Last week I bought a Roland JD-800 🙂 It needs a little bit of attention though. It’s been heavily used and was sold ‘as is’. It hadn’t left it’s flightcase in 5 years and it was stored in it because a lot of keys didn’t work anymore. It was just the flightcase and JD-800 so no manuals or powercord.
- Polyphony – 24 voices
- Oscillators – ROM based digital synthesizer
- #Instruments – 6 part multitimbral
- Keyboard – 61 key keyboard with velocity and aftertouch
- Arpeg/Seq – NO
- Control – MIDI
- Date Produced – 1991-93
At home I plugged it in crossed my fingers and hoped for the best. But it started up without problems 🙂 Well, just a message that said the backup battery was low but that’s not a problem. I plugged in my headphones and gave it a quick test. Indeed in the center of the keyboard a lot of keys didn’t work but on the left and right side they worked fine. The keybed of the JD-800 is sort of identical to the U-20, D-5 and D-70 and I have taken apart several of those so I believe the problems with this JD-800 are fixable. Can’t wait to take it apart!
Did I mention it is very dirty? 🙂
Before I take it apart I will put it in test mode to see if all the buttons and sliders still work. I think it needs several new black keys because some are kind of wobbly. Luckily I got a whole bag of spare keys with a U-20 I bought last year. These keys are identical to the JD-800.
Like pretty much everything Roland made in the late 80’s and early 90’s this JD-800 had the ‘red glue’ problem with the keys. It’s the red glue used to glue metal plates underneath the keys that starts running after 20 years causing all kinds of problems. Usually keys that are stuck so you can’t press them anymore. With this JD-800 it wasn’t really a problem yet but because I’m taking it apart anyway I’ll just fix this before it becomes a problem. Here some more ‘before pics’:
Time to break out the screwdrivers 🙂
Items I removed from this JD-800 include (but are not limited to):
- Lays Crispy Chips (Classic flavor)
- Someone’s dentures
- A phonebook
- Chewbacca (at least he lived in there for a while…)
Before I removed the keybed I played the JD-800 for another 5 minutes and I must say that it works pretty well. Okay, there are about 20 keys in the center of the keybed that don’t work but pretty much all the buttons work. “Pretty much” because the ‘Value <‘ and ‘Value >’ buttons don’t seem to work and you need those + the Exit button to put it in Test Mode. So I haven’t been able to test all 59 sliders.. the volume slider doesn’t work really well so I can only hope the other 58 are in better shape.
The design of the JD-800 is really clever concerning the sliders. As you can see in the photo’s the sliders appear to be closed instead of open. This is the first Roland I own that uses this configuration. It prevents dust from having easy access to the sliders. Still I’m afraid looking at the condition of the synth that enough dust got in anyway. Well see.. Here are some photo’s of the keys:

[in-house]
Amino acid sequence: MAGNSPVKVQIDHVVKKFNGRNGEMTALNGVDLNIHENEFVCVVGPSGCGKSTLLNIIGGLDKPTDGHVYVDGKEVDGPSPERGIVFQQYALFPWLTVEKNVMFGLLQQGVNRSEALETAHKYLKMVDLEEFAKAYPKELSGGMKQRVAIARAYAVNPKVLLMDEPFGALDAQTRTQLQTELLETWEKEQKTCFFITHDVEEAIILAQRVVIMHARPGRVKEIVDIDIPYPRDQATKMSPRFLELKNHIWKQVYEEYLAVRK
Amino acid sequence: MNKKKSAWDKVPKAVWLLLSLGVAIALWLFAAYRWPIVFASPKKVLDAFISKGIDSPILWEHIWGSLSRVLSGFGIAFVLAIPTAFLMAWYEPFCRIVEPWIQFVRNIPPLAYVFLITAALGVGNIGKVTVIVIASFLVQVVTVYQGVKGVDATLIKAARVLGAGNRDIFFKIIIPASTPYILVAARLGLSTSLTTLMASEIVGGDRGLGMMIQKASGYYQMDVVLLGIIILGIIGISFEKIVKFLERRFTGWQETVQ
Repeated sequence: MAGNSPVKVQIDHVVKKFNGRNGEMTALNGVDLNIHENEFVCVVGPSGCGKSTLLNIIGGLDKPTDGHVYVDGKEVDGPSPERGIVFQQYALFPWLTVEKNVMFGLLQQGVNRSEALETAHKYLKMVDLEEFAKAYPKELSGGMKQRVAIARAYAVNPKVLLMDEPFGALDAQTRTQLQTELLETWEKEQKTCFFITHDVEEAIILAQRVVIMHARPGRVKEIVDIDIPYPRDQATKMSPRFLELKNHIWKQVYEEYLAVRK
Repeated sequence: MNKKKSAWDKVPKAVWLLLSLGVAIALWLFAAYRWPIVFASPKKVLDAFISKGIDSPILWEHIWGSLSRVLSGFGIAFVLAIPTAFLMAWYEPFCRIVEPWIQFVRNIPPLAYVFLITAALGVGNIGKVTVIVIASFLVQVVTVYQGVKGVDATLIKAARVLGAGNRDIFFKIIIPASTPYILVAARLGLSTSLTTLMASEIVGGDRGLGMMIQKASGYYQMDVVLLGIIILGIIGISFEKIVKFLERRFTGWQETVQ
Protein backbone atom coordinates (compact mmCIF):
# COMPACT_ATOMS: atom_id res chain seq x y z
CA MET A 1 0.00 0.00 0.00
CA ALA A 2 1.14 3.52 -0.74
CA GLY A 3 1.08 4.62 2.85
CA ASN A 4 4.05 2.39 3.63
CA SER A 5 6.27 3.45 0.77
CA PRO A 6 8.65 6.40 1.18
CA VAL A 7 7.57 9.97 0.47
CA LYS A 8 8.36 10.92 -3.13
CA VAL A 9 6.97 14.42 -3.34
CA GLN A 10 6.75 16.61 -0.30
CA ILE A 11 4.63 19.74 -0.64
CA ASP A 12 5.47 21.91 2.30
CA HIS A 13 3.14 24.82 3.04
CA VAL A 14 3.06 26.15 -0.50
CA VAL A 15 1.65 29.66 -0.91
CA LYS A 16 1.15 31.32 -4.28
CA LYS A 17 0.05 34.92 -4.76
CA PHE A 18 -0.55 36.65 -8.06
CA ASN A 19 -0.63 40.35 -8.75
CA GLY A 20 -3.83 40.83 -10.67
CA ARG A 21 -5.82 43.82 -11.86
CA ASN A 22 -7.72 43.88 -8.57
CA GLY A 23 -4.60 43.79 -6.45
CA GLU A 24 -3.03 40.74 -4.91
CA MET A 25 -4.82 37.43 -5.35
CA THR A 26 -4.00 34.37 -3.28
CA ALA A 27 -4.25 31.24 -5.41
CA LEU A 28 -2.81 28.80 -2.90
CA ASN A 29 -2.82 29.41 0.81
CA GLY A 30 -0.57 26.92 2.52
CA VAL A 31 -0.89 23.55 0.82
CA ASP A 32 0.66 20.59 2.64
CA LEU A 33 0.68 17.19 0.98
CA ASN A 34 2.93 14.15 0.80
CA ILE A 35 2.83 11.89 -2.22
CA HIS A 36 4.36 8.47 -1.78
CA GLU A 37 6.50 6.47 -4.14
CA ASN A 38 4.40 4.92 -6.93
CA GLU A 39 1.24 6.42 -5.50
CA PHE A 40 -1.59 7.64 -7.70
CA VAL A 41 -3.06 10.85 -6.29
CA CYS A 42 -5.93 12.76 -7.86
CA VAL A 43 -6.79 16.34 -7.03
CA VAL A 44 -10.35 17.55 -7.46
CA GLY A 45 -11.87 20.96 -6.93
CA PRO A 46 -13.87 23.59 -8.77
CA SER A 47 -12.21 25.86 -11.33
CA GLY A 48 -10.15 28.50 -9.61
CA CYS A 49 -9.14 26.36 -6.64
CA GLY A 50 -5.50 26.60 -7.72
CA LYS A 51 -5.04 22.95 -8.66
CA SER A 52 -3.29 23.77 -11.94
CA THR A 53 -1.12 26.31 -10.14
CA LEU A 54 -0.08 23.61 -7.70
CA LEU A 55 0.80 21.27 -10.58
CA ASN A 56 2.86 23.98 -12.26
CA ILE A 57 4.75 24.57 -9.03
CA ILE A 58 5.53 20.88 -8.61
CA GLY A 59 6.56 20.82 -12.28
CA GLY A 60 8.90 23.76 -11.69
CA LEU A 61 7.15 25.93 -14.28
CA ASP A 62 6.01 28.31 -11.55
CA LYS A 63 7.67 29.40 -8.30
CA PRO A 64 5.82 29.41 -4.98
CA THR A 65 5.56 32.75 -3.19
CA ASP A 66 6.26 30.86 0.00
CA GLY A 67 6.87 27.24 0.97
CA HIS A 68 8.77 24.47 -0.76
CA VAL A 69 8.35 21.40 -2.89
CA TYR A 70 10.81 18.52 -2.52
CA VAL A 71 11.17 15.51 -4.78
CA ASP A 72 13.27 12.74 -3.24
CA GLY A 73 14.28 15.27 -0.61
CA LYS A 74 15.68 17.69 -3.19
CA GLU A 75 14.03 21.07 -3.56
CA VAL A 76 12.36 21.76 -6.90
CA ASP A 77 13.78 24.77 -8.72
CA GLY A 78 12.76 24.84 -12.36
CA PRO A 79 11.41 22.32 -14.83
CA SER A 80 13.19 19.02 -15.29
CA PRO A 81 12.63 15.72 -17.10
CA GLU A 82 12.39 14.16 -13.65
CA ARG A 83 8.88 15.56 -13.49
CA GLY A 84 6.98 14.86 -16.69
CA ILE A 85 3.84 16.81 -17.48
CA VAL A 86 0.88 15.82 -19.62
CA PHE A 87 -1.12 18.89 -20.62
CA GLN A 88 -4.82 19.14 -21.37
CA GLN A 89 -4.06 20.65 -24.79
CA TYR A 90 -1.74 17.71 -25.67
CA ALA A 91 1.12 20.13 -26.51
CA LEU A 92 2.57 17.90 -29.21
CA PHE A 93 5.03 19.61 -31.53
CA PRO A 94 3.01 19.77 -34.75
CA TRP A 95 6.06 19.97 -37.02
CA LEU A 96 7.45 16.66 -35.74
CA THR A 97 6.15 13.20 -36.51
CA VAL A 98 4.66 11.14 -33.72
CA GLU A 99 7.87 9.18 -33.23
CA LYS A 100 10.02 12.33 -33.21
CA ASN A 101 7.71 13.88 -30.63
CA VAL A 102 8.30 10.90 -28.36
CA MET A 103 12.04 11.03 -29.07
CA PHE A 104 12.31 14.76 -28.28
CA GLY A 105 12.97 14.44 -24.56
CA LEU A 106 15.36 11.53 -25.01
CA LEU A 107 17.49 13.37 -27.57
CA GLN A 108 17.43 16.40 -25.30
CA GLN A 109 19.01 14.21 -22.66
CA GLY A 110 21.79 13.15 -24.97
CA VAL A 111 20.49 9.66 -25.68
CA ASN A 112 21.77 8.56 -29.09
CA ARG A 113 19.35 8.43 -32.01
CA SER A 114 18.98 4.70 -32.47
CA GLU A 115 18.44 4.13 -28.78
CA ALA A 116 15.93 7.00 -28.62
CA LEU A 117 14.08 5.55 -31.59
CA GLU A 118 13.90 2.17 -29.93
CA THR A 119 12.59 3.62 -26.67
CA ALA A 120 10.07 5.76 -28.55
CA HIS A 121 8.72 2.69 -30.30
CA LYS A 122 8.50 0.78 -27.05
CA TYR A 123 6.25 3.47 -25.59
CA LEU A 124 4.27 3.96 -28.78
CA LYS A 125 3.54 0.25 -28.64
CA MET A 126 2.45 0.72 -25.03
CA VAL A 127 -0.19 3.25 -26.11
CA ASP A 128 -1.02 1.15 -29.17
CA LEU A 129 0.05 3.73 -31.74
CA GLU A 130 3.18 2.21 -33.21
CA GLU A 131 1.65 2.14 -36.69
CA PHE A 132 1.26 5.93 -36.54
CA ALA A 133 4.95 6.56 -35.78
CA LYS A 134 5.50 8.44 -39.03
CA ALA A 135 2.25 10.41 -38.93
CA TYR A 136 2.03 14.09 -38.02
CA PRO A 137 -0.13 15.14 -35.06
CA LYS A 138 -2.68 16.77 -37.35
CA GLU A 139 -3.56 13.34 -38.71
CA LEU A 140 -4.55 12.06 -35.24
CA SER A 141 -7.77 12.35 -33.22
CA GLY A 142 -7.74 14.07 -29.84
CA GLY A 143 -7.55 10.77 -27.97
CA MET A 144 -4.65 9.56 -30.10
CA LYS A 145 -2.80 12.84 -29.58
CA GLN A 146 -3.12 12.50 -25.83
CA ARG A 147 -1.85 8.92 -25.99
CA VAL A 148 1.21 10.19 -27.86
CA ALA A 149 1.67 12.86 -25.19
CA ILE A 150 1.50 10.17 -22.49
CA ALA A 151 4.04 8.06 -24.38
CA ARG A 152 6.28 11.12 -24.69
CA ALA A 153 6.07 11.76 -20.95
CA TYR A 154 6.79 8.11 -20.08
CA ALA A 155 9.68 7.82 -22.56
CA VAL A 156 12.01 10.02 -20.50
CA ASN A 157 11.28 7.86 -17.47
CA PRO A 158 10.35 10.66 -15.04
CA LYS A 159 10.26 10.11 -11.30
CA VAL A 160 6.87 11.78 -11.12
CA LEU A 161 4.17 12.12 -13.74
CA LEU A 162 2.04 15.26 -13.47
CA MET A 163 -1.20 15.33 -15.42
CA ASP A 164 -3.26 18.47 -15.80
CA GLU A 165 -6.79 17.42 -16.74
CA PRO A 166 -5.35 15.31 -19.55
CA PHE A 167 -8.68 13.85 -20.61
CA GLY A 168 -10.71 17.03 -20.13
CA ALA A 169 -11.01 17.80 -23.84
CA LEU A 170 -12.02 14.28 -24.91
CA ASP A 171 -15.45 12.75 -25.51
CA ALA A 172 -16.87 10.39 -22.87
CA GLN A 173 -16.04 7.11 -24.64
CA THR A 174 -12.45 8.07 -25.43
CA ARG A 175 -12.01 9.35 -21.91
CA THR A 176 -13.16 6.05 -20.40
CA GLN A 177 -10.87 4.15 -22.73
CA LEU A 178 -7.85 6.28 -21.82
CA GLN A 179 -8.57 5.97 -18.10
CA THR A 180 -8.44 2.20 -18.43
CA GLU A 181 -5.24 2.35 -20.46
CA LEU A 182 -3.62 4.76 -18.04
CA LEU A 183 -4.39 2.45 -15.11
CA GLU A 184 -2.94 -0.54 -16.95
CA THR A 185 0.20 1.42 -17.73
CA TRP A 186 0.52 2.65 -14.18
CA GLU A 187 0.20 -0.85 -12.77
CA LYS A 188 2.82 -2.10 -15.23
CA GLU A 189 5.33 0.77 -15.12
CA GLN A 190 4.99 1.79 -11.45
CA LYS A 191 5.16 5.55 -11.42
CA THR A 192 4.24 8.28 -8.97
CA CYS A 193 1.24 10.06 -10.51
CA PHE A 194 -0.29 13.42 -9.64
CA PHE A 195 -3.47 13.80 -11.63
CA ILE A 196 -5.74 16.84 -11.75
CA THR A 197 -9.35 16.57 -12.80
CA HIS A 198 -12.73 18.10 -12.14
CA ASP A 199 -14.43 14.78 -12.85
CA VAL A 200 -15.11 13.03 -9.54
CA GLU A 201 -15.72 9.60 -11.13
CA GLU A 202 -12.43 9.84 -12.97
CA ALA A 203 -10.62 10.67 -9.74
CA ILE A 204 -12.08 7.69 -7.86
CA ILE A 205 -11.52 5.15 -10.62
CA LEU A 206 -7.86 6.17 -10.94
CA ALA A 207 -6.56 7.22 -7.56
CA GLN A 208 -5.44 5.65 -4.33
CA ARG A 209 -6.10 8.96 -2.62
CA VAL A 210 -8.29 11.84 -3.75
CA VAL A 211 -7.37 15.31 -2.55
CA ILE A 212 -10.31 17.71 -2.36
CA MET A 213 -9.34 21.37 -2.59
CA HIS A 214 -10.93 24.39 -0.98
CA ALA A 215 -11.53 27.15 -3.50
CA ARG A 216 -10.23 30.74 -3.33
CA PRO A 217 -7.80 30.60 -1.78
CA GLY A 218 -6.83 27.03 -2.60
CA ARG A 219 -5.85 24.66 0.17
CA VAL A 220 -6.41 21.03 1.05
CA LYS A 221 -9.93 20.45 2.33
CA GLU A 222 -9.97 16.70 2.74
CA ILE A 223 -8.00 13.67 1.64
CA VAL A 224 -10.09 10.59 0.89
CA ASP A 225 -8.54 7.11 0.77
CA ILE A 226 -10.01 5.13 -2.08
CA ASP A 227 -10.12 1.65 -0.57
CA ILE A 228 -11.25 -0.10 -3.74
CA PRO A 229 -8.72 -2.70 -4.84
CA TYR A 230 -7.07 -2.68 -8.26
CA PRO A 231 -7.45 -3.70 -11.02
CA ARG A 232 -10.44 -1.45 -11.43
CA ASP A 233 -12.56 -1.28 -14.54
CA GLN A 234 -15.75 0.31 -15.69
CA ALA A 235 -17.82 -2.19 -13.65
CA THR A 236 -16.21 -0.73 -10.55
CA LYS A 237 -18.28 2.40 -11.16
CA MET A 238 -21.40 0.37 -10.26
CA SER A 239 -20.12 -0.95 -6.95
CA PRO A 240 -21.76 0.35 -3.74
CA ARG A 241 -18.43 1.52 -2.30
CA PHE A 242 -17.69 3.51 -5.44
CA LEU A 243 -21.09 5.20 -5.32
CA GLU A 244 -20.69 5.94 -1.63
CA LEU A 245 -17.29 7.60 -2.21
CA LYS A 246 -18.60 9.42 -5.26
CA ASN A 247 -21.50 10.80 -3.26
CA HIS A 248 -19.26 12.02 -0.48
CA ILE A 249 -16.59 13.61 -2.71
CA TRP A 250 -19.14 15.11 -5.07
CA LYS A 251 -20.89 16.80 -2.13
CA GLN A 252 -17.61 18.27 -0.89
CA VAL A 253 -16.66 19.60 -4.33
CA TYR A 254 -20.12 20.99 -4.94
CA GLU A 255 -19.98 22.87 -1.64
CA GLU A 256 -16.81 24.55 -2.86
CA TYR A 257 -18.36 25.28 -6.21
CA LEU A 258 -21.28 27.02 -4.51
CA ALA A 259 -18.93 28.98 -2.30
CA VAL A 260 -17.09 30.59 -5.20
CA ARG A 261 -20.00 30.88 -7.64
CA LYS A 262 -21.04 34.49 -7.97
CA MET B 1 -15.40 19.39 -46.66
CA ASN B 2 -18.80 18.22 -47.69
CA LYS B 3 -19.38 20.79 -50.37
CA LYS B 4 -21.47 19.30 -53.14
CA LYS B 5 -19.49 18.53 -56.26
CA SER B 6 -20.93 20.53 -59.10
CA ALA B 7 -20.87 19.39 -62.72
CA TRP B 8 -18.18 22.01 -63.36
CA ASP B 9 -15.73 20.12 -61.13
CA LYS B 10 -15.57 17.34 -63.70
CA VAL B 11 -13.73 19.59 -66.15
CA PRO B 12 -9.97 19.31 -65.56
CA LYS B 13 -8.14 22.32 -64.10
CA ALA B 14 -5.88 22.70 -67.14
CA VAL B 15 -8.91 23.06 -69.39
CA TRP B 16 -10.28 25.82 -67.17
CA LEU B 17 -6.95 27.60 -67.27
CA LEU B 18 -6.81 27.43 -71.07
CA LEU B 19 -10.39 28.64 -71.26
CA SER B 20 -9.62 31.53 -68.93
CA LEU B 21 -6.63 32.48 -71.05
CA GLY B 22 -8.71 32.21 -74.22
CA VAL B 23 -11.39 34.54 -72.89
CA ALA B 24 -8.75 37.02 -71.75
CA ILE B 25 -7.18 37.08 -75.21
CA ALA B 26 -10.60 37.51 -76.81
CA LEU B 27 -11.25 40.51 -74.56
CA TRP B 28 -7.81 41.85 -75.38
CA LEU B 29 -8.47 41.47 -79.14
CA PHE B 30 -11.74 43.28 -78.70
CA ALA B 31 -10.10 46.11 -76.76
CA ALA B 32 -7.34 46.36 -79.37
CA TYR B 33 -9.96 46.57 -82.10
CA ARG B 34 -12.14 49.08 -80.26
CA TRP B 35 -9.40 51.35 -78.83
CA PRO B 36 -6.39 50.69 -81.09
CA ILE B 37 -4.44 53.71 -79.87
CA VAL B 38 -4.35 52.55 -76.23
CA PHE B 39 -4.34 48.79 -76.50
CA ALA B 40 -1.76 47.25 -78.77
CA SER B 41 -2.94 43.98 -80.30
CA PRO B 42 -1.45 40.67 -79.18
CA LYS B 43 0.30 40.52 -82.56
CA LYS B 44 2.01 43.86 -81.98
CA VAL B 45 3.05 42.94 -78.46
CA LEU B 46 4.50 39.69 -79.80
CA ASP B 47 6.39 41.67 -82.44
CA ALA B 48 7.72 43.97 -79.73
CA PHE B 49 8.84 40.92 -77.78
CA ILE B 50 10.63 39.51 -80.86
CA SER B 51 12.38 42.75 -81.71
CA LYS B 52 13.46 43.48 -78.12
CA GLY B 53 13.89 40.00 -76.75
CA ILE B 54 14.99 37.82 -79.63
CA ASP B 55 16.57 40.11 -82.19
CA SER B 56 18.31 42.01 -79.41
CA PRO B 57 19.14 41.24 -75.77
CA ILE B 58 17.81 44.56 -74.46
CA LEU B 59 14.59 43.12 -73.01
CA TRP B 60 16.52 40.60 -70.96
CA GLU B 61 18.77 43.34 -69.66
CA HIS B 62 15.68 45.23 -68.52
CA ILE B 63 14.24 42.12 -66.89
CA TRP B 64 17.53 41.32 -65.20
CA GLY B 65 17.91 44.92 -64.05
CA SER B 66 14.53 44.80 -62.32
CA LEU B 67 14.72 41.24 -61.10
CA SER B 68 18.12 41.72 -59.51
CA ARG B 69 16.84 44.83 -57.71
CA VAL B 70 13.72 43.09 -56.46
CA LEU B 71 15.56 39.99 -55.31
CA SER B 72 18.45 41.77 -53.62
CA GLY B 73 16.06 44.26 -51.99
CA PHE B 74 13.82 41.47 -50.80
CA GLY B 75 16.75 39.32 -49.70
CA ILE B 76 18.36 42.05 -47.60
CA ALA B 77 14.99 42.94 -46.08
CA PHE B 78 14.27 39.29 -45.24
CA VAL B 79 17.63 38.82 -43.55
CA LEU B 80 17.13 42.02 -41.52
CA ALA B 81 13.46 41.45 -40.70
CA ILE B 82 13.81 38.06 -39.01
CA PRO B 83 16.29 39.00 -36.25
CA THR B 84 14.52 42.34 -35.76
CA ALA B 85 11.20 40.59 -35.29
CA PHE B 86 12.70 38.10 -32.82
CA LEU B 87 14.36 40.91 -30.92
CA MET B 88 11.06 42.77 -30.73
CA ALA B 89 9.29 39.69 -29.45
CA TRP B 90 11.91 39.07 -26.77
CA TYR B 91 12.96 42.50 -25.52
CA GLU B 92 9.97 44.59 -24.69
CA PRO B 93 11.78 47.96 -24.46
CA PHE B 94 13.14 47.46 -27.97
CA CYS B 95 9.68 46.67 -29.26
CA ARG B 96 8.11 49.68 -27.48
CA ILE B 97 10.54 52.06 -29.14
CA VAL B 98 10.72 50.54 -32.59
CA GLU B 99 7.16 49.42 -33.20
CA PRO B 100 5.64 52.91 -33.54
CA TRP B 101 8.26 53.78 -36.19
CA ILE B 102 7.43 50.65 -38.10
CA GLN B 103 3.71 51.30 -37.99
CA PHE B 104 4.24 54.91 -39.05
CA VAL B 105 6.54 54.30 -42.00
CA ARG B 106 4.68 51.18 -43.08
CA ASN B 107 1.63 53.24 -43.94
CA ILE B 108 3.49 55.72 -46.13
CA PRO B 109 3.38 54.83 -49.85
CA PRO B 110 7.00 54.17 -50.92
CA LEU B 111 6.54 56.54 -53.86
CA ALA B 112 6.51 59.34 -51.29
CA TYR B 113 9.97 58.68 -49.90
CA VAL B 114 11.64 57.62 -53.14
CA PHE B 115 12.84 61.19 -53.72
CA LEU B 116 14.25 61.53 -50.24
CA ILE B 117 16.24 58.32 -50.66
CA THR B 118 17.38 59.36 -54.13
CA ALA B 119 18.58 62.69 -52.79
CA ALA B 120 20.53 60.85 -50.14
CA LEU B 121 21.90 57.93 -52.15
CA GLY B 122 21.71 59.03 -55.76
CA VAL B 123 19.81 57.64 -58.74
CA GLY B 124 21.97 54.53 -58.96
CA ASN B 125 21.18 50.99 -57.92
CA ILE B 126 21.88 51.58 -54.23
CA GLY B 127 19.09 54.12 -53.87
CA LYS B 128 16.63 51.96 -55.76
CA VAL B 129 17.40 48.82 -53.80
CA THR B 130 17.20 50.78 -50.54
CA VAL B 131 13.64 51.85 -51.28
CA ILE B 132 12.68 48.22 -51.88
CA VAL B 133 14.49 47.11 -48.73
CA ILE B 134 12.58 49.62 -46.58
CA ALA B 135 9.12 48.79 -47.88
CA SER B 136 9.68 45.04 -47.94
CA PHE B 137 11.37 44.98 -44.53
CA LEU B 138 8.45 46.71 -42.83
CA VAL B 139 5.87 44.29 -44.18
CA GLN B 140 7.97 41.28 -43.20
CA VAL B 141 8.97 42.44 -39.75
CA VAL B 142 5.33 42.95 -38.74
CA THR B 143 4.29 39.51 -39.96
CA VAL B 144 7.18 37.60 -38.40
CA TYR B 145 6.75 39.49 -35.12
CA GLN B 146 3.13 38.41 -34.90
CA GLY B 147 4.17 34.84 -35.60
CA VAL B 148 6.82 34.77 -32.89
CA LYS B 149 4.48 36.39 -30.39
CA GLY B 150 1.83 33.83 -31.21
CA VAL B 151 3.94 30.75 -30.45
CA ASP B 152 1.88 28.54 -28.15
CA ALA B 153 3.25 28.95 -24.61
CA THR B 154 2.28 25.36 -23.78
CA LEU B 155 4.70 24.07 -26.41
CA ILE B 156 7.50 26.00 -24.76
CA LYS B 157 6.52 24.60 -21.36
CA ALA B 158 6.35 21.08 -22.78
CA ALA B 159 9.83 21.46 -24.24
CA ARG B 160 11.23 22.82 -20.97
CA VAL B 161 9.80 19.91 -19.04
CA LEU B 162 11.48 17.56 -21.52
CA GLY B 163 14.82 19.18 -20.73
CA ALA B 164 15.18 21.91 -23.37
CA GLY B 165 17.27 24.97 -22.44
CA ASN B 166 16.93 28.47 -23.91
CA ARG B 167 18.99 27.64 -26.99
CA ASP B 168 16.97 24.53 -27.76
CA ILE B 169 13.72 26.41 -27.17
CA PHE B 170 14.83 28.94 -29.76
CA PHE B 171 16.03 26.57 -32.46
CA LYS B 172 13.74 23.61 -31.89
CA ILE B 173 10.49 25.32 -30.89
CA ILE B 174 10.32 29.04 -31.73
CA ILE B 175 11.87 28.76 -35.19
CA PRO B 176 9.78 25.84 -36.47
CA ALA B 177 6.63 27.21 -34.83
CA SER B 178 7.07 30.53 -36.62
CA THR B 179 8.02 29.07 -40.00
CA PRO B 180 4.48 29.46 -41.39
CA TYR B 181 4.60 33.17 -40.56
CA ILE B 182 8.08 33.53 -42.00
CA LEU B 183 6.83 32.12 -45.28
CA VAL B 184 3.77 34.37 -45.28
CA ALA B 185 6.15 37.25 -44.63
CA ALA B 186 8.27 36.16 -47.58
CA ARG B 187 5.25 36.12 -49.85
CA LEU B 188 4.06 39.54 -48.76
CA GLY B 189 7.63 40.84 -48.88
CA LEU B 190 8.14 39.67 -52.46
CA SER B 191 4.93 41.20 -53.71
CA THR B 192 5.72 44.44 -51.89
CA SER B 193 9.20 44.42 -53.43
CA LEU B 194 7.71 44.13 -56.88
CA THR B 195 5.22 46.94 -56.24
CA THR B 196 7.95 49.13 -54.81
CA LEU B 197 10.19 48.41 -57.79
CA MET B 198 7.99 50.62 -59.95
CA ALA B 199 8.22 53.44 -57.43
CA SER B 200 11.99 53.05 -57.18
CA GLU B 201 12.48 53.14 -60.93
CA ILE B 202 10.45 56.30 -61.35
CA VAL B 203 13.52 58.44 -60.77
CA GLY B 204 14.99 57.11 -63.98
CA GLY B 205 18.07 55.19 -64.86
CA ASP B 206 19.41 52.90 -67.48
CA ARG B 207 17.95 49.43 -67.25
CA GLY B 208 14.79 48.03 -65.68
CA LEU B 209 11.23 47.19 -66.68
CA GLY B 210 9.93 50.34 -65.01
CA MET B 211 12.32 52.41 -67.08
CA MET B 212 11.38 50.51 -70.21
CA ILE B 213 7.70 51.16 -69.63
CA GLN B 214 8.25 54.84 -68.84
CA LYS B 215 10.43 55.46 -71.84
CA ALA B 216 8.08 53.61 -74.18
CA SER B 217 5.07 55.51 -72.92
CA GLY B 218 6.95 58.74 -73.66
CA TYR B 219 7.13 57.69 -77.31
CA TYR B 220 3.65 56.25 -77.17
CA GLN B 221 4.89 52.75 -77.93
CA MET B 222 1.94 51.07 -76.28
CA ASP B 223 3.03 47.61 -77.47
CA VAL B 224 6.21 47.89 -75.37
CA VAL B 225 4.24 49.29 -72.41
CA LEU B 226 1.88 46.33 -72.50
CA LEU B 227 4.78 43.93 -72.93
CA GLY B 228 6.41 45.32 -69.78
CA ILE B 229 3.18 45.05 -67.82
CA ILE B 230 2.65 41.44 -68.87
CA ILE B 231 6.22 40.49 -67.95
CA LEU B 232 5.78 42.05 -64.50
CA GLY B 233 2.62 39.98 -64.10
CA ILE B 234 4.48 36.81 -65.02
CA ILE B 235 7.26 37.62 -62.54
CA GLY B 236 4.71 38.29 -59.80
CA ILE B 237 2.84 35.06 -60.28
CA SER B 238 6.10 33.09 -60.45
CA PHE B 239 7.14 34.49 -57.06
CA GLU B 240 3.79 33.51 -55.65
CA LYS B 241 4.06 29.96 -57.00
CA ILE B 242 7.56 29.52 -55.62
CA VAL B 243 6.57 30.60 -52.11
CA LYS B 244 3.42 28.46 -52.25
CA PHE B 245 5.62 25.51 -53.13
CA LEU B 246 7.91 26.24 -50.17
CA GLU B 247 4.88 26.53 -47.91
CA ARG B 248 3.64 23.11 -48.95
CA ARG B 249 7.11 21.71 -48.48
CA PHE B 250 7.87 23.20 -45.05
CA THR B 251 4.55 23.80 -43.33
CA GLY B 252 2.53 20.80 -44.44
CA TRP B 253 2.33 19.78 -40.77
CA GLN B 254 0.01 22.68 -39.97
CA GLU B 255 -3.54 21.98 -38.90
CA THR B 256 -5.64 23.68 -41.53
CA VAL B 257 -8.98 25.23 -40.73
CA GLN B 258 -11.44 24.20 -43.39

In the last picture you can see the top parts of 2 black keys. The one on the left is missing a tiny bit of plastic. This results in this key being very wobbly.. it can move from left to right a few mm’s. You could still use it but I’m going to replace them. I have 9 spare black keys but I need 15.. hmmmmm.. might ‘borrow’ some from a project U-20 I have lying around. The keybed assembly is absolutely filthy 🙂 I’m hoping cleaning everything will make all the keys work again. The grey rubber strips contain the contacts that make the keys sound.
First the keys. I’ve fixed this red glue problem 7 times before and it’s pretty easy. All you need is Caustic Soda (Sodium Hydroxide with water: this is draincleaner, be carefull!). Put a little of this stuff in some luke warm water and add the keys.
Now have a beer.
A couple beers later:
The red glue is almost gone. The weights are still in keys though. Refresh Caustic Soda and have another beer.
After all the weights have dropped clean the keys and the weights. Glue the weights back into the keys.
The first couple of times I did this I was wearing a Walter White style Hazmat suit but nowadays I wear flip flops and a tshirt while doing this. Just be carefull and don’t get this stuff on your skin or in your eyes. Rinse with water if you get it on your skin. It feels soapy (because it’s one of the ingredients of soap..) but after a little while it will start burning 🙂 Remember the main use for this stuff is to remove anything from your drains that shouldn’t be there. Walter White might also use this to get rid of other things. Not sure. 🙂 I use about 25 to 50 grams per liter of water. Buy at Kruidvat (NL) for 2 euro’s. You probably need to refresh the solution 2 or 3 times before all the weights will drop out of the keys. No tools required. The weights will drop out of the keys all by themselves! Just replace the solution if the weights are still stuck after a 2-3 hours of soaking.